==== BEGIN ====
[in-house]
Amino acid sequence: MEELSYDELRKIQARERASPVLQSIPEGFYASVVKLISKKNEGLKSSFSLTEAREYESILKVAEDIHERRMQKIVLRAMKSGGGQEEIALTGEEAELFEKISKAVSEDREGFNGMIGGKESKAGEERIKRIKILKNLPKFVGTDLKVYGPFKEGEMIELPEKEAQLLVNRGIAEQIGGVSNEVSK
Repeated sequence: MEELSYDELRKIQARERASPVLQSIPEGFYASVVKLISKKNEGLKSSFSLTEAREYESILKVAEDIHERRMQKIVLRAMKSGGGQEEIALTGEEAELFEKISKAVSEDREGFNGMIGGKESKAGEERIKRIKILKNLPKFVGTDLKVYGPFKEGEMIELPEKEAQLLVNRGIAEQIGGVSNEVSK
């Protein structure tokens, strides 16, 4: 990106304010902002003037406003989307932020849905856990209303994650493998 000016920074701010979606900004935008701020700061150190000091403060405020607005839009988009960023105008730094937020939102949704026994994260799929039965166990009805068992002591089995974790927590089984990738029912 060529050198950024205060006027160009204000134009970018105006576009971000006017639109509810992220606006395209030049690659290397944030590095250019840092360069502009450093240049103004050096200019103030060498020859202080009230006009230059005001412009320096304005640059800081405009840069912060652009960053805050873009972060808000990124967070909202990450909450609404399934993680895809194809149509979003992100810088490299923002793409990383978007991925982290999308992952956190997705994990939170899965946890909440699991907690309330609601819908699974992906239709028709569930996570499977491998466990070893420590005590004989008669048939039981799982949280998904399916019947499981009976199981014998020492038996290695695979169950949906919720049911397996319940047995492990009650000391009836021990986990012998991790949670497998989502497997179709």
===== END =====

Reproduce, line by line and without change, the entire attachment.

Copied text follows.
[in-house]
Amino acid sequence: MEELSYDELRKIQARERASPVLQSIPEGFYASVVKLISKKNEGLKSSFSLTEAREYESILKVAEDIHERRMQKIVLRAMKSGGGQEEIALTGEEAELFEKISKAVSEDREGFNGMIGGKESKAGEERIKRIKILKNLPKFVGTDLKVYGPFKEGEMIELPEKEAQLLVNRGIAEQIGGVSNEVSK
Repeated sequence: MEELSYDELRKIQARERASPVLQSIPEGFYASVVKLISKKNEGLKSSFSLTEAREYESILKVAEDIHERRMQKIVLRAMKSGGGQEEIALTGEEAELFEKISKAVSEDREGFNGMIGGKESKAGEERIKRIKILKNLPKFVGTDLKVYGPFKEGEMIELPEKEAQLLVNRGIAEQIGGVSNEVSK
């Protein structure tokens, strides 16, 4: 990106304010902002003037406003989307932020849905856990209303994650493998 000016920074701010979606900004935008701020700061150190000091403060405020607005839009988009960023105008730094937020939102949704026994994260799929039965166990009805068992002591089995974790927590089984990738029912 060529050198950024205060006027160009204000134009970018105006576009971000006017639109509810992220606006395209030049690659290397944030590095250019840092360069502009450093240049103004050096200019103030060498020859202080009230006009230059005001412009320096304005640059800081405009840069912060652009960053805050873009972060808000990124967070909202990450909450609404399934993680895809194809149509979003992100810088490299923002793409990383978007991925982290999308992952956190997705994990939170899965946890909440699991907690309330609601819908699974992906239709028709569930996570499977491998466990070893420590005590004989008669048939039981799982949280998904399916019947499981009976199981014998020492038996290695695979169950949906919720049911397996319940047995492990009650000391009836021990986990012998991790949670497998989502497997179709």